Perspectives on parenthood, subfertility and fertility treatments : a comparative study of British and Greek sub-fertile and fertile couples
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- © 2003 Sophia Kazantzidou. All rights reserved. No part of this publication may be reproduced without the written permission of the copyright holder.
This research aimed to explore the areas of parenthood, fertility/subfertility and fertility treatments in relation to fertility status and culture (British or Greek). Two hundred couples took part in this study. One hundred were British, 50 of which were subfertile couples and 50 fertile couples. The remaining one hundred couples were Greek, 50 of which were sub-fertile and the other 50 were fertile. The methodologies used were both quantitative and qualitative. In the quantitative part, not only the British and the Greek cultures were compared, but differences due to gender and fertility status (fertile vs. infertile) were also examined. Attitudes to parenthood and to fertility treatments were the main focus of the quantitative study. Furthermore, a variety of demographic characteristics, well being and social support variables were explored. These were all explored through the use of questionnaires. The main focus of discourse analysis (qualitative part) was the similarities and differences between the Greek and the British cultures in the way they construct issues like parenthood, subfertility and fertility treatments. All participants filled in the questionnaires, while only 10 British and 10 Greek couples from the subfertile sample were interviewed. Quantitative results, as was expected, suggested that Greek couples placed higher value on parenthood than the British couples. Similarly, Greeks were found to have more positive attitudes to reproductive technologies than the British. Also, subfertile couples attributed higher value to parenthood than did fertile individuals. No gender differences were found either within or between cultures. Similarities and striking differences were found between the British and the Greek interviewees in relation to their constructions of parenthood, subfertility and fertility treatments. The quantitative and qualitative results of the study inform each other in an interesting way, bringing more light to the area of research and insight to future research.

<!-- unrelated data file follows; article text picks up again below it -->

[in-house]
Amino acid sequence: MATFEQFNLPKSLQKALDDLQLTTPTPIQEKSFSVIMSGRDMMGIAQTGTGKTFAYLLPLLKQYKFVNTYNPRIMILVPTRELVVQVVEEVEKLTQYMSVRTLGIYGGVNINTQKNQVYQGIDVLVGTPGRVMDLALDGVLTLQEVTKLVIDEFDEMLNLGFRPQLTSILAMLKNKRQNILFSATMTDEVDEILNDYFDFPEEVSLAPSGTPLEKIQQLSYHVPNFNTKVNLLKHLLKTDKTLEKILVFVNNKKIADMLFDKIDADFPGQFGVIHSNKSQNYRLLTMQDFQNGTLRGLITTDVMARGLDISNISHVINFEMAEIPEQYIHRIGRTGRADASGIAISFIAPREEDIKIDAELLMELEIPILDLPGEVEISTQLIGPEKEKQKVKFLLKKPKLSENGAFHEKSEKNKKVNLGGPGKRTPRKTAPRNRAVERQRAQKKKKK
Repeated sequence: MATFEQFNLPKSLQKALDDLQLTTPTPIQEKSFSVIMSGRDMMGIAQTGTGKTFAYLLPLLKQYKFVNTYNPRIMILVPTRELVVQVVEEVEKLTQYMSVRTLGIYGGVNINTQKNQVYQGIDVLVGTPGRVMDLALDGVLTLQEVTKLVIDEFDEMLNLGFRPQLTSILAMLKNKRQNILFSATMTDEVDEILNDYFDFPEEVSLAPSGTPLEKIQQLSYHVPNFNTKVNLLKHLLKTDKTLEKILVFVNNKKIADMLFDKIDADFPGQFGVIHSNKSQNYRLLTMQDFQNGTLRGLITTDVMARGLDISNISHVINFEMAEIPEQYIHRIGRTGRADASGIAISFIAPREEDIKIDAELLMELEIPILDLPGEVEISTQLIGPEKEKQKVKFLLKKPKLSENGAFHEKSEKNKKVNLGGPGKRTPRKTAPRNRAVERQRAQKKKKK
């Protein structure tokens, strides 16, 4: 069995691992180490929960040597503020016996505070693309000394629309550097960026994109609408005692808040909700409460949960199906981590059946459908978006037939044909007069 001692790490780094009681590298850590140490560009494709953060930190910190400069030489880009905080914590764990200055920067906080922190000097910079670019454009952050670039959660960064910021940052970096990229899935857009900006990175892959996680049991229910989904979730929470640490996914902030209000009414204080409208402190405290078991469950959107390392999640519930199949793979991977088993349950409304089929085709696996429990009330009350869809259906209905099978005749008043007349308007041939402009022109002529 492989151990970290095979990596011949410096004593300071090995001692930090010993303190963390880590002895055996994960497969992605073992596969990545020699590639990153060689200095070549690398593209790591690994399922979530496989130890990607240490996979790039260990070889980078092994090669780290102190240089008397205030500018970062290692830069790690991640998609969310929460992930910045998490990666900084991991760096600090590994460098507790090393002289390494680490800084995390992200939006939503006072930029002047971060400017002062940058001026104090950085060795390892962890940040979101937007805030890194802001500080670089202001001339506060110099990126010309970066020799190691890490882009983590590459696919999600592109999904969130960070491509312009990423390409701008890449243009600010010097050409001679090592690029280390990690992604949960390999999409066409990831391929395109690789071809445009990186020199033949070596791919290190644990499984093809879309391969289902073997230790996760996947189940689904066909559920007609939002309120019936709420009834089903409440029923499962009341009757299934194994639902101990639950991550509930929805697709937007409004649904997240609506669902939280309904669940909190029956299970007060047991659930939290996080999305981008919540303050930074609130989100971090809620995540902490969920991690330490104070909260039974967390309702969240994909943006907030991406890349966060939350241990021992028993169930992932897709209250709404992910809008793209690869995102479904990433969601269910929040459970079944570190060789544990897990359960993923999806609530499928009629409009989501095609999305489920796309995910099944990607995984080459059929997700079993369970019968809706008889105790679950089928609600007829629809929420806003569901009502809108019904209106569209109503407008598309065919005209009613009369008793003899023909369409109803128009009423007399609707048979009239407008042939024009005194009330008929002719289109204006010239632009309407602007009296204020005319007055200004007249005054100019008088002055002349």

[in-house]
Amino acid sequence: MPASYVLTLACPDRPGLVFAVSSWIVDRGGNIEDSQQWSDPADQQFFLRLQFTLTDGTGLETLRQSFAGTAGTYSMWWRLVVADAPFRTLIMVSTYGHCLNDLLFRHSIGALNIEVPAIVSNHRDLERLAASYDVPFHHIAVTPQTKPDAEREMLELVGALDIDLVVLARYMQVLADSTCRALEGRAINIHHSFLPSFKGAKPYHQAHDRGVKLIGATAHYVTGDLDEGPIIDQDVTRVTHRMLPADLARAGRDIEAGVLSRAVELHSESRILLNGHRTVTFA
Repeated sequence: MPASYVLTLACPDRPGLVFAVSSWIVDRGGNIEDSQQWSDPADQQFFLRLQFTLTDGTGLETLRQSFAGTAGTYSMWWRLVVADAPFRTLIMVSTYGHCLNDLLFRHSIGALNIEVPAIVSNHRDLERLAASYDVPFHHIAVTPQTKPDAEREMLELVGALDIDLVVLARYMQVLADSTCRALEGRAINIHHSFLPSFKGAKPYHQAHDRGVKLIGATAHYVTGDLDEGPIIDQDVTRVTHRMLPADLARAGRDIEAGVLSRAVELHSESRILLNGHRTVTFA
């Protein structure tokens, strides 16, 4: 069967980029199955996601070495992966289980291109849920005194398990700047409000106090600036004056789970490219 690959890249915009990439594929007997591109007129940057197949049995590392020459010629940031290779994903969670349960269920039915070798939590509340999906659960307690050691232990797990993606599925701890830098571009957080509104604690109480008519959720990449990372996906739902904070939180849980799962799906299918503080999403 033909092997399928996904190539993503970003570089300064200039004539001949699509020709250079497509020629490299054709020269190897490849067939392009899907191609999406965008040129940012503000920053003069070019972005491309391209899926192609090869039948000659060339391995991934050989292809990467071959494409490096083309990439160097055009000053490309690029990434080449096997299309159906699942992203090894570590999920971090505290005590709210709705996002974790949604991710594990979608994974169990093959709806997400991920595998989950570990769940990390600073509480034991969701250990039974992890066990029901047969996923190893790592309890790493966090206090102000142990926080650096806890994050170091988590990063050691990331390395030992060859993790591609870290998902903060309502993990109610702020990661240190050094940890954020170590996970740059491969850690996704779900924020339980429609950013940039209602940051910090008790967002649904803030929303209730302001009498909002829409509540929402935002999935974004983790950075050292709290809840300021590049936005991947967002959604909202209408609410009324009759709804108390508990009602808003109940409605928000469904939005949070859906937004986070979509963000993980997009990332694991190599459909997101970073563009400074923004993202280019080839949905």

- Department of Psychology, The University of Hull
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